Following an International Monetary Fund (IMF) report asserting Saudi Arabia risks running out of money, the government must issue more shares in Saudi Aramco.
The International Monetary Fund is warning Gulf states, including Saudi Arabia and the UAE, risk running of out of money in less than a decade. Plunging demand for oil amid an international push towards clean energy is chiefly responsible.
With the primary source of income for Saudi Arabia now under heaping pressure and the completion of its economic diversification strategy, Vision 2030, still years away, the government must seek to raise capital quickly.
The best means of doing this is to accept a lower valuation of state oil monopoly Saudi Aramco to generate interest in another issuing of shares.
Valuations have fallen short of expectations, but funds are needed
Originally it was hoped that 5% of the company could be sold based on a company valuation of $2tn. Several delays to the much-vaunted IPO occurred as the government refused to budge from the desired valuation.
Ultimately, the shares were sold at that valuation, but only after the percentage of the company being sold was restricted to just 1.5% and gentle encouragement was given to regional buyers.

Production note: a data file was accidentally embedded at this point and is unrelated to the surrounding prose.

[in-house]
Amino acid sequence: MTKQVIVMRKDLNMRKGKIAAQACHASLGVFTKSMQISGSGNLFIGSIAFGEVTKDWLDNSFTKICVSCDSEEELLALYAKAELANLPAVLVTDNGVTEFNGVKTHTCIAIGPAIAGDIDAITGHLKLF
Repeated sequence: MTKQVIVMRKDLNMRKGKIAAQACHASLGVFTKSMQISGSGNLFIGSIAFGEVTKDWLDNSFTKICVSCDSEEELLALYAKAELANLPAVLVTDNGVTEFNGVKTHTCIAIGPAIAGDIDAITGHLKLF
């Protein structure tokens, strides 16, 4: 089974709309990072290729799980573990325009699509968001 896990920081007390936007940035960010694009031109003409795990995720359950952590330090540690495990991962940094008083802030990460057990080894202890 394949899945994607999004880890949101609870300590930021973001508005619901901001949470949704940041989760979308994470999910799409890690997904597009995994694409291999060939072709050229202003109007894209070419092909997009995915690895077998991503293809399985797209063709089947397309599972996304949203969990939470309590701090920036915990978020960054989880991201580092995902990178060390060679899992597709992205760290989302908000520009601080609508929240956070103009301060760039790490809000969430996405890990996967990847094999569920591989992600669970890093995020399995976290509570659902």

A further 3.5% of Saudi Aramco could still be sold without exceeding the 5% the government originally sought to sell.
Yet doing so would likely demand the $2tn valuation be dropped in favour of a figure between $1.5tn and $1.7tn, where most public estimations place the true value of the giant oil company.
Doing so would raise much-needed funds to help the immediate economic situation the desert kingdom faces, alleviating the dangers which the IMF have reported and buying more time for economic reforms to bite.
In late 2019 government spending was reigned in for the first time in three years, in a show of confidence from Crown Prince Mohammed bin Salman that his economic reforms are working.
However, indications are that changes are not happening nearly as fast as required if estimates from the IMF regarding peak oil are accurate. The oil economy still dominates and most Saudi citizens still studiously avoid the private sector and therefore the non-oil economy.
Saudi Aramco must take action promptly
Selling more of Saudi Aramco now, even though oil prices are under pressure thanks to the China-US trade war and other international events, would provide much needed time for an economic transformation to occur.
Creating a buffer now means the crisis that is predicted to be a decade away can be pushed back.
Doing so quickly is essential because signs are the optimism of the Crown Prince is misplaced. During November 2019 the IMF revised downward growth forecasts from 1.9% to just 0.2%.